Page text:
pancreatic disease

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Pancreatic Disorders:

Pancreatic Disorders


Etiologies Alcohol abuse Biliary tract diseases Drugs Trauma Viral infections Metabolic disorders Connective tissue diseases


Etiologies Idiopathic in 30% of acute pancreatitis 25 – 40% of chronic pancreatitis

Clinical Features:

Clinical Features Severe constant epigastric pain  back Elevated serum Amylase, Lipase levels Ascites, pleural effusion Hypercalcemia, hypocalcemia Hypertriglyceridemia (Serum amylase maybe normal) Chronic pancreatitis: Normal enzyme levels

Laboratory Exams:

Laboratory Exams Serum Amylase: rises within 24 hrs; remains elevated 1-3 days; 3x ULN; 85% of patients will have elevated amylase levels Amylase also found in salivary glands, liver, small intestines, kidneys and fallopian tubes Amylase elevated in CA of lungs, esophagus, breast, and ovary Lipase: single best enzyme

Radiologic Tests:

Radiologic Tests Plain radiography: 1. sentinel loop (localized ileus of jejunum) 2. air fluid levels 3. colon cut off sign (distension of transverse colon) 4. duodenal distension 5. mass (pseudocyst)

Radiologic Tests:

Radiologic Tests UGIS: widened C loop Ultrasonography: edema, inflammation, calcifications, cysts, mass lesions CT Scan EUS (Endoscopic Ultrasound) MRCP ERCP

Acute Pancreatitis:

Acute Pancreatitis Interstitial: mild and self-limiting Necrotizing: degree of necrosis correlates with the severity of clinical manifestations


Etiologies Gallstones: 30-60% Alcohol: 15-30% Others


Pathogenesis Initial Phase: Intrapancreatic digestive enzyme activation andacina cell injury Second phase: activation, chemoattraction, sequestration of neutrophils  intrapancreatic inflammation Third phase: due to the effects on the distant organs of activated proteolytic enzymes and cytokines  proteolysis, edema, insterstitial hemorrhage, vasgular damage, coag necrosis


Pathogenesis…cont Cellular necrosis  liberation of bradykinin, histamine and vasoactive substances  vasodilation, increased vascular permeability and edema  lungs (ARDS , SIRS), multiorgan failure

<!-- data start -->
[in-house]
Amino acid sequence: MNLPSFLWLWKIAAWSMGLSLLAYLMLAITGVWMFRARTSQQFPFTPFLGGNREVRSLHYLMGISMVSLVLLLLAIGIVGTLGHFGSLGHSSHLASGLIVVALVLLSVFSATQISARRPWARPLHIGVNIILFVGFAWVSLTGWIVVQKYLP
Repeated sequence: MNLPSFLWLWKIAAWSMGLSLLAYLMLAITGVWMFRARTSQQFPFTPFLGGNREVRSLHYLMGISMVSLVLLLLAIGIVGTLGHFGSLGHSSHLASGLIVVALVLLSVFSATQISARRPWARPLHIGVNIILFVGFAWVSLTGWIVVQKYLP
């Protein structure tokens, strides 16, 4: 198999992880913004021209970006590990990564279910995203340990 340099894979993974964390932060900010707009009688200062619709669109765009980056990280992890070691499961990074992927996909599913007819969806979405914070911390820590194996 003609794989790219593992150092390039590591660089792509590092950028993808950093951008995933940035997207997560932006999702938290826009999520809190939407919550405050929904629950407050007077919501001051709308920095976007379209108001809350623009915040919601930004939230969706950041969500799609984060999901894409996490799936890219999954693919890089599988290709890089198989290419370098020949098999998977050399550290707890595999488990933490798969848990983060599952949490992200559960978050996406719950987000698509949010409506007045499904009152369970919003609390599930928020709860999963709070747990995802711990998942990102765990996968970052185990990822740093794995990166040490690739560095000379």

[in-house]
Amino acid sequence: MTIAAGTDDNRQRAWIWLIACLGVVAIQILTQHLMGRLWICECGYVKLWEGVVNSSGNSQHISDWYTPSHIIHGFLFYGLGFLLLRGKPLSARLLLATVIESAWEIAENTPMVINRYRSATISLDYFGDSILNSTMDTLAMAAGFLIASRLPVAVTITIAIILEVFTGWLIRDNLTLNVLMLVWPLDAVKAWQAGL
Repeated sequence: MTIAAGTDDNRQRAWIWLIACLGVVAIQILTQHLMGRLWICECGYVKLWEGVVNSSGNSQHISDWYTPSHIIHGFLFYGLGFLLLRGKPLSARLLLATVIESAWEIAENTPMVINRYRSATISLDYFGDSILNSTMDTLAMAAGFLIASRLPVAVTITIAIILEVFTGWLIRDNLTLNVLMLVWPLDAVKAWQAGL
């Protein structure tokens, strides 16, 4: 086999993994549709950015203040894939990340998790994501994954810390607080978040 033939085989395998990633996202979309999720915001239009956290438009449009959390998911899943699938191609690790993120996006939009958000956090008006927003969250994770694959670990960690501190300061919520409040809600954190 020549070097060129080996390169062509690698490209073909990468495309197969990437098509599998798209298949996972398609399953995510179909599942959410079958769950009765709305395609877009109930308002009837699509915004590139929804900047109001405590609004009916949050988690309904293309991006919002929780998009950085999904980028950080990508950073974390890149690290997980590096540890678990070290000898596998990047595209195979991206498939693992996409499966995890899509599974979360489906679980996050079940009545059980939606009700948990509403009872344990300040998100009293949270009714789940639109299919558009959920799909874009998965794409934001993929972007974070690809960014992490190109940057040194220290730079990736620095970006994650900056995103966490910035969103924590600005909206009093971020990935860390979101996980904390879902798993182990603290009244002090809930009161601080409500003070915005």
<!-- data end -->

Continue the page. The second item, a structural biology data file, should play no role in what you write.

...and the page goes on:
Clinical Features:

Clinical Features Pain: constant, severe, boring; epigastrium  back, chest, flanks: supine and relieved by trunk flexing and knees drawn up. Nausea, vomiting, abdominal distention Fever, tachycardia, hypotension Hypovolemia; shock Cullen’s sign Turner’s sign

Laboratory Exams:

Laboratory Exams Amylase: 3x ULN; return to N in 72 hrs; higher in gall stones Lipase: elevated for 7-14 days; higher in alcohol-related Leukocytosis Hyperglycemia Hypocalcemia Hyperbilirubinemia

Lab Exams….cont:

Lab Exams….cont Hypertriglyceridemia LDH, AST Alkaline phosphatase Hypoxemia


Treatment Self-limited in 85-90% Conventional measures: IV fluids, analgesics, colloids, no oral alimentation Role of antibiotics – controversial Somatostatin, H2 blockers, glucagon, steroids Resumption of feeding: decrease/resolution of pain, resolution of organ dysfunction, patient feels hungry

Chronic Pancreatitis:

Chronic Pancreatitis Chronic inflammation, fibrosis, progressive destruction of exocrine, and later endocrine function Complications: chronic pain, steatorrhea, DM


Etiologies Alcohol: as little as <50g/d prolonged consumption Idiopathic: 15% genetic defects Clinical Features: 1. pain – related to food intake 2. maldigestion – diarrhea, steatorrhea, weight loss

Diagnostic Tests:

Diagnostic Tests Amylase and Lipase not usually elevated Secretin test: best sensitivity/specificity; abN when 60% of exocrine function is lost Radiography: calcifications Ultrasonography CT scans MRCP ERCP


Treatment Enzyme therapy to control diarrhea Octreotide – somatostatin analogue that inhibits pancreatic secretion; decrease pain in large-duct disease Endoscopic treatment: sphincterotomy, stenting, stone extraction, drainage of pseudocyst

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